The Beloved Disciple(s) at the Foot of the Cross
Homily for the Good Friday Celebration of the Lord’s Passion
Preached on April 6, 2007 at St. William Catholic Church, London KY
Readings: Isaiah 52:13-52:12; Psalm 31:2, 12-13, 15-17, 25; Hebrews 4:14-16; 5:7-9; John 18:1-19:42
We know their names: all of those whom Jesus called to be His disciples (cf. Mt. 10:2-4; Mk. 3:14-19; Lk. 6:13-16). We know where they’re from. We know their stories. We know which one had trouble handling money, which one was a religious fanatic, who were the fishermen, which ones were the mama’s boys. We know of their efforts to follow Jesus and we also know how they fared on these three days. One betrayed Jesus and sold Him off for thirty pieces of silver (cf. Mt. 26:14-15). The others snoozed through the night of prayer and later abandoned the Master (cf. Mt. 26:40, 45, 56; Mk. 14:37, 40-41, 50). Another denied ever knowing Him (cf. Jn. 18:17, 25-27). The rest stood by in silence as injustice was carried out according to the demands of the crowd: to have Him who is most innocent be crucified (cf. Jn. 19:6). Yes, we know who the disciples of Jesus are, and we also know what they have done and what they have failed to do.
We know their names because they are our names. We are the disciples of Jesus. And, in our lives, we too have betrayed Jesus for a whole lot less than thirty silver coins. We call such betrayal ‘sin.’ The Lord knows that we have snoozed through many a moment of prayer. We may not have denied knowing Jesus, but we fail miserably every day to share with others what we know of Him. We have stood by in silence as small acts of injustice are carried out. Indeed, we the modern-day disciples of Jesus are no different from the Twelve who came before us. Look at the cross; look at the bloody and broken body of our naked Savior. This happened because of what we His disciples have done, but most of all because of what we have failed to do.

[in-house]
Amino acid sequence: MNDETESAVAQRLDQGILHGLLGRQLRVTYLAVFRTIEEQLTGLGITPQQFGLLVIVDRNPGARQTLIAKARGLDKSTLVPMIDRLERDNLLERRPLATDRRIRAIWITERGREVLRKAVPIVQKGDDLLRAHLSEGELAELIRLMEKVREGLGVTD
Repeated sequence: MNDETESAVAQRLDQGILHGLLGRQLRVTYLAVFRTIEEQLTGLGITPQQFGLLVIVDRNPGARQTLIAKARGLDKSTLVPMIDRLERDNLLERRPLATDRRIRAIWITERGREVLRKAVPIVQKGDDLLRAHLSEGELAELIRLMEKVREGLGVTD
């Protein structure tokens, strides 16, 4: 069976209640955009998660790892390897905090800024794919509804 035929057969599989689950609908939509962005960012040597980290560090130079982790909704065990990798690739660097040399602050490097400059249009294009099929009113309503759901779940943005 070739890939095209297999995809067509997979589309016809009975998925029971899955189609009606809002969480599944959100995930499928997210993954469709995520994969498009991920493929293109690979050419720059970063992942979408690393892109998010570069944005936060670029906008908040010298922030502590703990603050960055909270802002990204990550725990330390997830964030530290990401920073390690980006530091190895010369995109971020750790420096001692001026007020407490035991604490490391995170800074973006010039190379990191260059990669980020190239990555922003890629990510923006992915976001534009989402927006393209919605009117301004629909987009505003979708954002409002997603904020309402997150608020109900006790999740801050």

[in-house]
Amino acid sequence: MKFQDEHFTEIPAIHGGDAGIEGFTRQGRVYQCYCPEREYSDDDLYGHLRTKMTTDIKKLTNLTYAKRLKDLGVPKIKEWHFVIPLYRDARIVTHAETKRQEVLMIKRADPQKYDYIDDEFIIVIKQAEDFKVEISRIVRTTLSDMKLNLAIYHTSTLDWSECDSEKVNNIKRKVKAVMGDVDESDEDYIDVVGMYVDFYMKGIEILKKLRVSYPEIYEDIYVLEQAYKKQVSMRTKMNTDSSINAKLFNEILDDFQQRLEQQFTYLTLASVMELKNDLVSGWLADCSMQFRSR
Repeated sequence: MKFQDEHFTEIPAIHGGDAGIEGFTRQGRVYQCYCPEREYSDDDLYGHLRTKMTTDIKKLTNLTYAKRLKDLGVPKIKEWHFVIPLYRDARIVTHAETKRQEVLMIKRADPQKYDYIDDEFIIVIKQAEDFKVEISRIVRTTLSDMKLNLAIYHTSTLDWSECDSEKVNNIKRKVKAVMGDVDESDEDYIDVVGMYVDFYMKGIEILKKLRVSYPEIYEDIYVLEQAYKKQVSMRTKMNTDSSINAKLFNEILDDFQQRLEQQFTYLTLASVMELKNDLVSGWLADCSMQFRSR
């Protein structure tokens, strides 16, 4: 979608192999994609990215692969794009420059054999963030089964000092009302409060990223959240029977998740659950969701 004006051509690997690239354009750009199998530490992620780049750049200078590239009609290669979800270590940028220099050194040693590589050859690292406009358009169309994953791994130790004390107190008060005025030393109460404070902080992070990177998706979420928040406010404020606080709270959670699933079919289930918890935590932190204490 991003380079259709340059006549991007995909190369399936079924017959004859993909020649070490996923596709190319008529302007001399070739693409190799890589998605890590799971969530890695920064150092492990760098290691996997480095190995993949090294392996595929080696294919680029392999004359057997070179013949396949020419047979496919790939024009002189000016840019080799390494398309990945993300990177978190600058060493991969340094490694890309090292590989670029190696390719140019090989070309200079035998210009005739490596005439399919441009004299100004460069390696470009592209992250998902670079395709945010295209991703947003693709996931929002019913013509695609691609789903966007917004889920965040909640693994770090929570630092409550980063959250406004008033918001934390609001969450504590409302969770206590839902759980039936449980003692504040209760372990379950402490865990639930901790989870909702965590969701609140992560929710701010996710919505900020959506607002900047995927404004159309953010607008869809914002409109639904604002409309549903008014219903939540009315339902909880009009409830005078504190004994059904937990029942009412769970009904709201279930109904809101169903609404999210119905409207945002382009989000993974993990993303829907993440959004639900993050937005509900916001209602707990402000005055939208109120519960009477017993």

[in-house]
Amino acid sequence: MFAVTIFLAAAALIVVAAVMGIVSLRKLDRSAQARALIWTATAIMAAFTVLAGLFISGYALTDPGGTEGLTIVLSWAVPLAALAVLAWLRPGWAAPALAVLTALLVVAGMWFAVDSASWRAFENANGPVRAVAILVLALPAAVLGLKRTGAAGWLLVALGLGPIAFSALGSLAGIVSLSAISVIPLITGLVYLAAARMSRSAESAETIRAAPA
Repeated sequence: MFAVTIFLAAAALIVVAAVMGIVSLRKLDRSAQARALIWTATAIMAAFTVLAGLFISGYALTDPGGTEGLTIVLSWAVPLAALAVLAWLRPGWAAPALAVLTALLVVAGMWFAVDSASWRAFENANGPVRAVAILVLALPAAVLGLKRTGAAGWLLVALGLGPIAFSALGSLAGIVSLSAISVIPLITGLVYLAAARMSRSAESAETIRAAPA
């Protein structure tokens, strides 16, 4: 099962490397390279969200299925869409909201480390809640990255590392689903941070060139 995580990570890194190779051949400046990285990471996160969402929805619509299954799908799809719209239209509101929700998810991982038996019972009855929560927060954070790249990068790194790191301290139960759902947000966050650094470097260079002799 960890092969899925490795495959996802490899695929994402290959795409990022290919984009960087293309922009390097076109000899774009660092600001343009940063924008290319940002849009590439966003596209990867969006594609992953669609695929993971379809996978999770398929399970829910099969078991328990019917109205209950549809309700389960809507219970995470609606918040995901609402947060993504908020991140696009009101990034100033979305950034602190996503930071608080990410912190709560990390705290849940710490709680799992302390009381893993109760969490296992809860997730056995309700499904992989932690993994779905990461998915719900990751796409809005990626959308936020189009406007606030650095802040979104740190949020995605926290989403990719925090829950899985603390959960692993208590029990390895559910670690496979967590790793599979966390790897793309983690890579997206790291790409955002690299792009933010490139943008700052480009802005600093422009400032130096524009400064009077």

Yet despite all this, the final word is not sin and death; it is mercy and eternal life. That is what we have gathered here today to remember. Here and now the Lord offers us another chance, the chance to be that other disciple, the disciple whom Jesus loved, that one who stood at the foot of the cross throughout the ordeal of Good Friday (cf. Jn. 19:26-27). In our sinful lives, we have failed the Lord in the same way as those other disciples did. But right here and right now, we are no longer those disciples. Instead, we are all called to be the beloved disciple of Christ; we are called to stand at the foot of His cross.
In a few moments that cross will be brought into this church and raised up for our eyes to see. Then we will have the opportunity to approach and to venerate the wood of the cross on which hung the Savior of the world. The Jews look at the cross and call it a scandal; the Gentiles call it madness (cf. 1 Cor. 1:23). But we bow down in worship to the cross because it is not a scandal. It is salvation for the whole world. It is not madness; it is the wisdom of God (cf. 1 Cor. 1:24). It is not defeat; it is victory. It is not the finality of death; it is the key to eternal life.
Behold, then, the wood of the cross, on which hung the Savior of the world. Come, all of you, beloved disciples of Christ; let us worship.